“Interesting,” Beta curiously responded.
Chief O’Donovan rendered a puzzling shoulder shrug.
Foxwell turned and looked at his Chief Engineer. “Do you require any further assistance from Leia and her father?”
“Negative Captain,” he replied. “We’ve identified the problem and it’s just a matter of managing energy requirements until we arrive at Luyten b. We’ll need to contact Galactic Fleet Command and arrange for a shipment of new circuit boards once we arrive.”
“Prepare the appropriate report and request for new boards; send it to my quarters for review and approval. I’ll have Xuriya forward it as a priority subspace transmission. Beta and I will return to the bridge. Keep me advised,” Foxwell ordered.
Foxwell and Beta were on their way out of engineering when he stopped and turned around. “Oh, and when the Professor and his daughter are finished with their ‘discussion,’ or whatever it is they’re doing, have them escorted to their quarters. It’s been a long day - for everyone.”
“Aye, Captain,” the Chief Engineer responded, both eyes red from exhaustion, “that it has.”
“Captain on the Bridge,” the PA system announced as Foxwell and Beta exited the turbo elevator. Beta continued to her science station as Foxwell walked to his command chair. The conning officer stood and turned in the direction of the Captain.
Lieutenant Baker smiled nervously as he briefed the Captain. “Maintaining course for Luyten b; new bearing 015 mark 17, light factor 1.5. New time of arrival is one day, 18 hours, 21 minutes.”
“Instrumentation readings are within normal limits, sensor scans are unremarkable.”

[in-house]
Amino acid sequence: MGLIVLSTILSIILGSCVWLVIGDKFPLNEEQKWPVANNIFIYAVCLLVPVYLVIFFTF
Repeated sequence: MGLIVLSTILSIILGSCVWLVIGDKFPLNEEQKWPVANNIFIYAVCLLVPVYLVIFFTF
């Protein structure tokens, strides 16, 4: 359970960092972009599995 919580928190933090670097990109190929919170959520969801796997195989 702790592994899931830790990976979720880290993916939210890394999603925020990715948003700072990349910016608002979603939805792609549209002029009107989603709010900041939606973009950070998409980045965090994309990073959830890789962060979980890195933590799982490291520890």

Foxwell turned slightly and craned his neck in the direction of Beta. She glimpsed back at him while rendering a confirming nod.
“Very well Lieutenant. Good job. You are relieved,” the Captain affirmed, turning back in the direction of the junior conning officer.
“Thank you, Captain.” Lieutenant Baker replied, the young officer displaying an appreciative smile.
Foxwell and Beta remained on duty until nearly 0100 hours, exiting the bridge for their quarters after thoroughly briefing the newly arrived on duty mid-watch crew and conning officer.
Captain Foxwell laid on his bed, his hands clasped tightly behind his head as he contemplated the day’s events. He stared quietly at the overhead for several minutes, his eyes growing heavy with fatigue. The cabin’s fiber optic lighting slowly faded, facilitating transition between relaxed wakefulness and the beginning stages of sleep, until the hailing sound of the companel jolted the Captain out of a sound slumber. He reached over and fumbled with the panel on his nightstand. “Foxwell here.”
“Captain, this is Dr. Rivera. Sorry for the early reveille,” he continued in a hushed tone, “but I need you in sickbay - immediately.”
Foxwell sighed, sitting up and swinging his torso around, placing his feet on the deck of his quarters; he understood contact from the ship’s senior physician at two in the morning was not a good sign.
“What is it Doctor?” Foxwell, demanded, rubbing the palms of his hands over his closed eyes.
Dr. Rivera emitted a long, audible breath before answering. “It’s Professor Adana, Captain - he’s dead.”
Click to read Episode II Part IV "Star Voyagers: JOURNEY TO PARADISE"